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Common Core State Standard
SL.CCS.1/2/3/4 Grades 6-12: An essay of a current news event is provided for discussion to encourage participation, but also inspire the use of evidence to support logical claims using the main ideas of the article. Students must analyze background information provided about a current event within the news, draw out the main ideas and key details, and review different opinions on the issue. Then, students should present their own claims using facts and analysis for support.


President's video lesson for students also teaches about politics

In news articles, watch for local reactions to the school video, as well as to a prime-time presidential address Wednesday evening about health care reform.
In an editorial, opinion column, letter or reader forum, find a comment that reflects your viewpoint about Tuesday's education address.
Other debates about public policy, foreign affairs or even sports stimulate lively back-and-forth. Spot a hot topic that also generates strong feelings.

President Obama has back-to-school advice for you. In video remarks to public schoolchildren around the country, he'll talk for 20 minutes Tuesday (Sept. 8) at noon Eastern time about working hard, finishing high school and aiming high. His address from Wakefield High in Arlington, Va., will be available live online at whitehouse.gov and on C-SPAN for viewing in classrooms or auditoriums. Several presidential Cabinet members will watch with pupils around the country and discuss the message with them.

But some districts won't show the event or will let pupils be excused from watching because of parental fears that it's political and inappropriate. "I am concerned about the motives behind this speech," says Jessica Ryan of Baltimore, who feels no president belongs in classrooms. At a suburban Philadelphia district, the social studies curriculum supervisor says: "We are hearing from parents on both sides of the issue."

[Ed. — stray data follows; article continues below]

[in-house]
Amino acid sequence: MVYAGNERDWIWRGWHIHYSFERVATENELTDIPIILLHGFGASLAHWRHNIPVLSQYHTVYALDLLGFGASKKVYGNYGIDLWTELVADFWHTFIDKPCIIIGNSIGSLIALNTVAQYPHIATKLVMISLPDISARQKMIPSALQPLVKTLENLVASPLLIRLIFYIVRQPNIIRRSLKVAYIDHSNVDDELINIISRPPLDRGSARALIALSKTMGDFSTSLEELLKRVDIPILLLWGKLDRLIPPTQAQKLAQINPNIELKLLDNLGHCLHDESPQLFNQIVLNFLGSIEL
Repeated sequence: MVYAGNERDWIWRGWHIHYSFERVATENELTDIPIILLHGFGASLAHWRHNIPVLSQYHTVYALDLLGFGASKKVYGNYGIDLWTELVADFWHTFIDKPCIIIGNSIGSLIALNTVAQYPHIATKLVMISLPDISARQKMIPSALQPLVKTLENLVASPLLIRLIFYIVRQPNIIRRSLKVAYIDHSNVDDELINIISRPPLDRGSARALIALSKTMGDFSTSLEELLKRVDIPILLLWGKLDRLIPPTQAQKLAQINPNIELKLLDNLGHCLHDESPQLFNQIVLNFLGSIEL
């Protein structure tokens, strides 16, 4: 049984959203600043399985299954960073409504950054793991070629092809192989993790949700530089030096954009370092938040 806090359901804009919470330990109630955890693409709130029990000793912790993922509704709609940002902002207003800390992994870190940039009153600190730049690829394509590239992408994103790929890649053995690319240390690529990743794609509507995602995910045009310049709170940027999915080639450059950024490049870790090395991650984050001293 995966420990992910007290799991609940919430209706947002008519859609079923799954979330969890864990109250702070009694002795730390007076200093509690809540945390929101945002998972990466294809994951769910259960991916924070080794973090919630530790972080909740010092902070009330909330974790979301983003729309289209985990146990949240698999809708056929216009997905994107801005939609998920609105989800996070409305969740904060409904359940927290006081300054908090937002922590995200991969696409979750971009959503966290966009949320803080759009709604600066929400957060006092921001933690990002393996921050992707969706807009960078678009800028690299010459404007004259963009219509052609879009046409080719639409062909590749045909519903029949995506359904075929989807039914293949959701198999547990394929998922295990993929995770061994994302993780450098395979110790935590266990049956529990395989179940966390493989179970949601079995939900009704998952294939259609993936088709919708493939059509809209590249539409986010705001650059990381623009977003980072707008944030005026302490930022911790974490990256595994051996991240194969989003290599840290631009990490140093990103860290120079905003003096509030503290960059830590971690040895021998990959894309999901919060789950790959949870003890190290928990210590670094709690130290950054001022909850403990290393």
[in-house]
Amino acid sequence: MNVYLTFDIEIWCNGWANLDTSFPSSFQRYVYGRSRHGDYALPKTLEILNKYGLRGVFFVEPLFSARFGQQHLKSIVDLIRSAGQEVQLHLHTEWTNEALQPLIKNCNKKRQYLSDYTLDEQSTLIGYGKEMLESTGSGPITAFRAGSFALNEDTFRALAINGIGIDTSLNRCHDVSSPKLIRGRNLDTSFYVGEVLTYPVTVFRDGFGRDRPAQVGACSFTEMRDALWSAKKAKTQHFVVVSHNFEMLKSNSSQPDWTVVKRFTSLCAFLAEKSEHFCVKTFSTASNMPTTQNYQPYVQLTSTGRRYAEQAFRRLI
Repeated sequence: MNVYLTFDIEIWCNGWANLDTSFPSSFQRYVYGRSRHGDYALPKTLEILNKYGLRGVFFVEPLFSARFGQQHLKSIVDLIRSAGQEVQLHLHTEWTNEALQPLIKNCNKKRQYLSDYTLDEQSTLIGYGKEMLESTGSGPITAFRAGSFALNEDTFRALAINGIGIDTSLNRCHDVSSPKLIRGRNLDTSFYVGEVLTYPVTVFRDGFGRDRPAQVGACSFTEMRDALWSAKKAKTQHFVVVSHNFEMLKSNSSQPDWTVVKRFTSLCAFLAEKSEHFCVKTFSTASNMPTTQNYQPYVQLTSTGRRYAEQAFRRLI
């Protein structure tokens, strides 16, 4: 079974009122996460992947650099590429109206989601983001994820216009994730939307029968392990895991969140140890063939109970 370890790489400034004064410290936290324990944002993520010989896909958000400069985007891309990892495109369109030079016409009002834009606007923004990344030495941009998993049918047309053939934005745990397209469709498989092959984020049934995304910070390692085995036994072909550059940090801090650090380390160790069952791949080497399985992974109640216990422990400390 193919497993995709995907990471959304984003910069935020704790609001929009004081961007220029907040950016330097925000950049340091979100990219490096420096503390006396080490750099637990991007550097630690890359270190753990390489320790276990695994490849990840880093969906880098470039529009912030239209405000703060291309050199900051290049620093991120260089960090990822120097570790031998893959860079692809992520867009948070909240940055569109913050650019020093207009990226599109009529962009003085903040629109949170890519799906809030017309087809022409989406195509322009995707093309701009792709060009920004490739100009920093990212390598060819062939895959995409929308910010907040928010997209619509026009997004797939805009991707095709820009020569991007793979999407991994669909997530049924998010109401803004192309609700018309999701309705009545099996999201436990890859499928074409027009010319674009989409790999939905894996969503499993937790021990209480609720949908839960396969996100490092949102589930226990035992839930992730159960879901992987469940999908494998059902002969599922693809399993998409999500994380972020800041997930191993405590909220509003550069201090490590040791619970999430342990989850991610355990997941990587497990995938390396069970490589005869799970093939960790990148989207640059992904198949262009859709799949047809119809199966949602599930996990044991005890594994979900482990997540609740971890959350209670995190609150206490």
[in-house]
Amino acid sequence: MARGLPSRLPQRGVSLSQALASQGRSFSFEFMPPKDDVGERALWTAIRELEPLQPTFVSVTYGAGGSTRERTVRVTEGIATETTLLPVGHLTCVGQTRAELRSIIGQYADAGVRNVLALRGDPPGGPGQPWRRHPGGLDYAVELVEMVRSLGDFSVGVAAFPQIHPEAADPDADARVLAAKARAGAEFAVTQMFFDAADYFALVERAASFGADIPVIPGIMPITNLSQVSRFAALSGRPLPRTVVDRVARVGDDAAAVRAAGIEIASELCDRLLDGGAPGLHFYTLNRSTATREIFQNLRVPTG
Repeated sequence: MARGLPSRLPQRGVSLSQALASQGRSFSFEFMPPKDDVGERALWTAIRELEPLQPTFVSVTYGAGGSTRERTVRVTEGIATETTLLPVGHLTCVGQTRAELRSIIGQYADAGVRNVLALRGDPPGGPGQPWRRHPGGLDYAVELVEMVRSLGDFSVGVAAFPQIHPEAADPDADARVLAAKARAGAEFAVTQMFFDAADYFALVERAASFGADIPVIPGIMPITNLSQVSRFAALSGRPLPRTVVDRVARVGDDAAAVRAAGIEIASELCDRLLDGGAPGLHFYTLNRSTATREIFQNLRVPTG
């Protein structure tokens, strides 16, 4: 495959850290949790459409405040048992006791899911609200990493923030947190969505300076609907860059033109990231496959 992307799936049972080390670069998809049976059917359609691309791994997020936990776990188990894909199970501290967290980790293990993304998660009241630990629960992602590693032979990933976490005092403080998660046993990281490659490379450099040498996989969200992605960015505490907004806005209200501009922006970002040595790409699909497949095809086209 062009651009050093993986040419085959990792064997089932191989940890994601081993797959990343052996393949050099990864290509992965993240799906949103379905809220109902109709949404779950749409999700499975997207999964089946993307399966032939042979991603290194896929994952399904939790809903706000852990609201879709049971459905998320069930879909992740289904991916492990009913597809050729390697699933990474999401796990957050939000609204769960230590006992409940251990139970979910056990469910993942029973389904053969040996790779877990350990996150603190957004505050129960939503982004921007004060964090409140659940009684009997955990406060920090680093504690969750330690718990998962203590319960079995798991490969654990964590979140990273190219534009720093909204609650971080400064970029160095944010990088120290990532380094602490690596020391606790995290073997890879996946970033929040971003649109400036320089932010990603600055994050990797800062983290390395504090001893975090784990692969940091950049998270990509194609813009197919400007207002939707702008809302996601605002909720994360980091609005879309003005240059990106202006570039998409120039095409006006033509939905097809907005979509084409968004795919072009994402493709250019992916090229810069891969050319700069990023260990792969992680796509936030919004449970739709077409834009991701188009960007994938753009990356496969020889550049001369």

In response to the controversy, the White House offered a full text to educators Monday and dropped a suggestion that elementary students "write letters to themselves about what they can do to help the president." The speech is intended to encourage kids to work hard and commit to school," a spokesman said, adding that Obama won't bring up health care reform or other policy issues.
Educators and parents in favor or showing the remarks see a chance to inspire -- the type of "teachable moment" the president says is his only goal. "It's difficult for me to understand how listening to the president, the commander in chief, the chief citizen of this country, is damaging to the youth of today, says Phyllis Epps, whose two children attend Houston Public Schools.

White House says: "The president will speak about the value of education and the importance of staying in school as part of his effort to dramatically cut the dropout rate." -- Tommy Vietor, communications aide

Parent says: "The thing that concerned me most about it was it seemed like a direct channel from the president of the United States into the classroom, to my child. I don't want our schools turned over to some socialist movement." -- Brett Curtis, an engineer in Pearland, Texas, who planned to keep three children home

Republican official says: "I do not support using our children as tools to spread liberal propaganda. The address scheduled for September 8 . . . obligates the youngest children in our public school system to agree with our president's initiatives or be ostracized by their teachers and classmates." -- Jim Greer, chairman, Republican Party of Florida

Front Page Talking Points is written by Alan Stamm for NIEonline.com, Copyright 2015
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